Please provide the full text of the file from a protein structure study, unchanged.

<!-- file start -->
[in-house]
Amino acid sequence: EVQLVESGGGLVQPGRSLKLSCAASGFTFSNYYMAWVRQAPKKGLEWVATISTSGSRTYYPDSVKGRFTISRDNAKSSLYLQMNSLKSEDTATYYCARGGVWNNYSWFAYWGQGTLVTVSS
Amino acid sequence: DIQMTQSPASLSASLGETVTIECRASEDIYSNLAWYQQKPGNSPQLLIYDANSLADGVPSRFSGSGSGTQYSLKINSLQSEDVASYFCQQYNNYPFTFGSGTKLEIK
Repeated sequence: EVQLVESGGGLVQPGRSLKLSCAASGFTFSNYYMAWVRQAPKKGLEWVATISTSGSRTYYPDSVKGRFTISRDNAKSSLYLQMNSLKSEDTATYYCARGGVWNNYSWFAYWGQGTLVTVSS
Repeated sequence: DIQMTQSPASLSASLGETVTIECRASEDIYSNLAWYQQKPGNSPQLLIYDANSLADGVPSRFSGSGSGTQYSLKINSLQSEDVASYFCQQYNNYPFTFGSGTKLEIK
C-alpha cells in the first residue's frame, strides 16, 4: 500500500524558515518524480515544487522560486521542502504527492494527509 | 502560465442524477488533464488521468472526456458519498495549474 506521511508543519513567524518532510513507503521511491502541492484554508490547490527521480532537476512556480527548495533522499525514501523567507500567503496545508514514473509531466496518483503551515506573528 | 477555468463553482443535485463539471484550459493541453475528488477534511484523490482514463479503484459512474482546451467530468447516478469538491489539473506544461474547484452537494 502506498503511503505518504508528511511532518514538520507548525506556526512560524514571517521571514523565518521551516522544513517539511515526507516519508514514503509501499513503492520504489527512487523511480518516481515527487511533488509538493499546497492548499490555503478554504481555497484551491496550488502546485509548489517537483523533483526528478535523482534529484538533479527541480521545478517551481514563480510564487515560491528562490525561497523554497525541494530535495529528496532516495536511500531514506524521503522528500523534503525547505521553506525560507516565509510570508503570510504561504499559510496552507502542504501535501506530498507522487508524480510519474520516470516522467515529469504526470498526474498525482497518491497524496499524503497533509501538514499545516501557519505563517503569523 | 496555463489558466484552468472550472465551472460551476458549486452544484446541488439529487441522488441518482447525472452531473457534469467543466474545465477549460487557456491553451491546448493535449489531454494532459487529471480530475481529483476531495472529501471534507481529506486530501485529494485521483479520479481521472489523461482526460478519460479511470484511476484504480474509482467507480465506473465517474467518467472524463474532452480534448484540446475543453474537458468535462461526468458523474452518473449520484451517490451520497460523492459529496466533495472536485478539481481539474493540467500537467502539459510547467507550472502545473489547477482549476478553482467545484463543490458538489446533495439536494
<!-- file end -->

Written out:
[in-house]
Amino acid sequence: EVQLVESGGGLVQPGRSLKLSCAASGFTFSNYYMAWVRQAPKKGLEWVATISTSGSRTYYPDSVKGRFTISRDNAKSSLYLQMNSLKSEDTATYYCARGGVWNNYSWFAYWGQGTLVTVSS
Amino acid sequence: DIQMTQSPASLSASLGETVTIECRASEDIYSNLAWYQQKPGNSPQLLIYDANSLADGVPSRFSGSGSGTQYSLKINSLQSEDVASYFCQQYNNYPFTFGSGTKLEIK
Repeated sequence: EVQLVESGGGLVQPGRSLKLSCAASGFTFSNYYMAWVRQAPKKGLEWVATISTSGSRTYYPDSVKGRFTISRDNAKSSLYLQMNSLKSEDTATYYCARGGVWNNYSWFAYWGQGTLVTVSS
Repeated sequence: DIQMTQSPASLSASLGETVTIECRASEDIYSNLAWYQQKPGNSPQLLIYDANSLADGVPSRFSGSGSGTQYSLKINSLQSEDVASYFCQQYNNYPFTFGSGTKLEIK
C-alpha cells in the first residue's frame, strides 16, 4: 500500500524558515518524480515544487522560486521542502504527492494527509 | 502560465442524477488533464488521468472526456458519498495549474 506521511508543519513567524518532510513507503521511491502541492484554508490547490527521480532537476512556480527548495533522499525514501523567507500567503496545508514514473509531466496518483503551515506573528 | 477555468463553482443535485463539471484550459493541453475528488477534511484523490482514463479503484459512474482546451467530468447516478469538491489539473506544461474547484452537494 502506498503511503505518504508528511511532518514538520507548525506556526512560524514571517521571514523565518521551516522544513517539511515526507516519508514514503509501499513503492520504489527512487523511480518516481515527487511533488509538493499546497492548499490555503478554504481555497484551491496550488502546485509548489517537483523533483526528478535523482534529484538533479527541480521545478517551481514563480510564487515560491528562490525561497523554497525541494530535495529528496532516495536511500531514506524521503522528500523534503525547505521553506525560507516565509510570508503570510504561504499559510496552507502542504501535501506530498507522487508524480510519474520516470516522467515529469504526470498526474498525482497518491497524496499524503497533509501538514499545516501557519505563517503569523 | 496555463489558466484552468472550472465551472460551476458549486452544484446541488439529487441522488441518482447525472452531473457534469467543466474545465477549460487557456491553451491546448493535449489531454494532459487529471480530475481529483476531495472529501471534507481529506486530501485529494485521483479520479481521472489523461482526460478519460479511470484511476484504480474509482467507480465506473465517474467518467472524463474532452480534448484540446475543453474537458468535462461526468458523474452518473449520484451517490451520497460523492459529496466533495472536485478539481481539474493540467500537467502539459510547467507550472502545473489547477482549476478553482467545484463543490458538489446533495439536494